Your Inner Fish is a fairly recent science-for-the-layman book by a paleontologist, Neil Shubin, who in 2004 discovered a revolutionary fossil fish that had developed many characteristics of land animals, characteristics we ourselves still have. It had both gill slits and lungs and could waddle up out of the water onto the beach. He named it a “Tiktaalik,”from the Intuit language, a name I find impossible to remember.
The fish-animal resembles a large shoe tree with a heavy, flat head. The discovery gained a lot of publicity at the time that I had forgotten until I saw the picture again. You can see an excellent animation of it made for the TV channel AnimalPlanet at http://www.youtube.com/watch?v=2-WV9vDcyvc&feature=fvwrel. Unfortunately, you will have to watch a 30-second introductory advertisement, but it is worth it. If so inclined, you can also watch an hour-long lecture by Shubin that describes most of the story at http://www.youtube.com/watch?v=2qTarQaUlqM
Shubin began his career at the nearby University of Penn and did his early fossil hunting in central Pennsylvania, but he is much more than a fossil-hunter. He also teaches anatomy to medical students and is a leader in describing the evolution of the human body from the earliest forms of life.
Up to the time of Tiktaalik, the highest form of earthly life was fish. Tiktaalik was the first known creature with the characteristic bone structure of all limbs on all animals today: big bone/two bones/group of small bones. For example, our arm bones are, starting from the shoulder, the humerus (big bone), the ulna and radius (two bones), and the wrist and finger bones (group bones). All animal limbs, including our legs, have this same pattern. Tiktaalik is also the first known creature to abandon the fixed, vertically oblong fish head for a flat head with eyes on top and a neck that can move the head independently of the body.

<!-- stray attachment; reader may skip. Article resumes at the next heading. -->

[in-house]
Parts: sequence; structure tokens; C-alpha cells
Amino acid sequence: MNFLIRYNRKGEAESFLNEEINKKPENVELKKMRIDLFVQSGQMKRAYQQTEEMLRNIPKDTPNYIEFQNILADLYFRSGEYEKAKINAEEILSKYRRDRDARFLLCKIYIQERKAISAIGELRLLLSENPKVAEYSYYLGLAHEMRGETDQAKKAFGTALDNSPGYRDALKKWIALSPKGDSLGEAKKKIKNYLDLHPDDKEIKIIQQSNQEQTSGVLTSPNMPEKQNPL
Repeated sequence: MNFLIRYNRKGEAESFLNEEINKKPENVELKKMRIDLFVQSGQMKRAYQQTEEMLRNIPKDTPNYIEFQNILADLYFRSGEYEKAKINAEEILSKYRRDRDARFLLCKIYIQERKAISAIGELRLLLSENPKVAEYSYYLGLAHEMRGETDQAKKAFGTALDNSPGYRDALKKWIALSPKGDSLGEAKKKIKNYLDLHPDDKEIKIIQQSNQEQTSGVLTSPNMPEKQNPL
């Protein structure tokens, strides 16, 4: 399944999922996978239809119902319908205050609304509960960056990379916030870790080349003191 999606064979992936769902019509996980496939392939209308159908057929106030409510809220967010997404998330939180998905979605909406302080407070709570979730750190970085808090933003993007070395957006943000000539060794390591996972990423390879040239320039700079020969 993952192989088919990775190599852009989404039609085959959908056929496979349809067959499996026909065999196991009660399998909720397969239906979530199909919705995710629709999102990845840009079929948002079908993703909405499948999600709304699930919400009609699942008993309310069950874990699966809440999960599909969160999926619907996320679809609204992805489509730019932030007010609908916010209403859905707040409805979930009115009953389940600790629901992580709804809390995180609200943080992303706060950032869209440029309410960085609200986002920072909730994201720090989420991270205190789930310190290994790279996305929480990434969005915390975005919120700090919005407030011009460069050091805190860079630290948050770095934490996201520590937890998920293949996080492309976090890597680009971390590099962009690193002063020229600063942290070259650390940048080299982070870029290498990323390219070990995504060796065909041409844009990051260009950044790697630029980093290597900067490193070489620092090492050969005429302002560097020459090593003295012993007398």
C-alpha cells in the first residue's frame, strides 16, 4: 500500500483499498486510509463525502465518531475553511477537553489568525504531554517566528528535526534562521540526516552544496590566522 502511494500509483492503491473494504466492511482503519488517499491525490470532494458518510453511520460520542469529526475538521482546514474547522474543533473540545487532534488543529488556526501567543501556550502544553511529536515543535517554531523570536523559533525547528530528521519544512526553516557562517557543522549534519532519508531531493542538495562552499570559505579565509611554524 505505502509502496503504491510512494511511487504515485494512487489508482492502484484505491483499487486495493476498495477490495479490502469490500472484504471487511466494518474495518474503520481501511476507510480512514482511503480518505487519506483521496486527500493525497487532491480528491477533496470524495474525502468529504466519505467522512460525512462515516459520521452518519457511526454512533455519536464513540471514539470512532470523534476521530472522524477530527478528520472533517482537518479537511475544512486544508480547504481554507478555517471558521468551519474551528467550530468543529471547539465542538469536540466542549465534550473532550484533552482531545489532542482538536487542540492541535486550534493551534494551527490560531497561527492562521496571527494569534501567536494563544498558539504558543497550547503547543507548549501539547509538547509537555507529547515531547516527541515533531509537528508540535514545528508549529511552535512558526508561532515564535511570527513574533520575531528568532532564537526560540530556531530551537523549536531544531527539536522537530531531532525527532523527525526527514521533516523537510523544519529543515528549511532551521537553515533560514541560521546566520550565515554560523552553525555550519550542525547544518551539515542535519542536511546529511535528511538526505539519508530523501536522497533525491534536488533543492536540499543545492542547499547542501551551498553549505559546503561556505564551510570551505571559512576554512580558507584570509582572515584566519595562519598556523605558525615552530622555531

But Shubin’s discussions range much wider. If you compress the history of the earth into one year beginning January 1, single-celled organisms, like the amoebae and paramecium we saw under the microscope in Mr. Eply’s biology class, did not begin to clump together into multicelled creatures until October. (Humans did not appear until the last day, December 31.) This was a big jump. For cells to clump together, they had to evolve methods of holding themselves together and methods of communicating (“We are getting too thick. You outer cells need to die and slough off.”) But once they learned it, evolution was off to the races.
Shubin is also comfortable discussing discoveries in DNA that tie together the fossil records and anatomy anomalies of a variety of living creatures. Whenever the science gets deep, he frequently gives we readers a breather by switching to descriptions of fossil hunting.
The slim and very readable book lays out the case for evolution based on the pieces of our own bodies that were adapted from earlier life forms. It took him two years to write it, and the effort is evident in the smooth flow of information. You learn a lot without even realizing it.
[I have a nice collection of 75 million-year-old sea fossils I collected years ago from the banks of the nearby Chesapeake and Delaware Canal. The banks are heavy clay that are constantly eroding and exposing new fossils. Pick the right spot and the fossils are everywhere underfoot, free for the taking. They are mostly belemites, ammonites, and an ancient form of oyster.]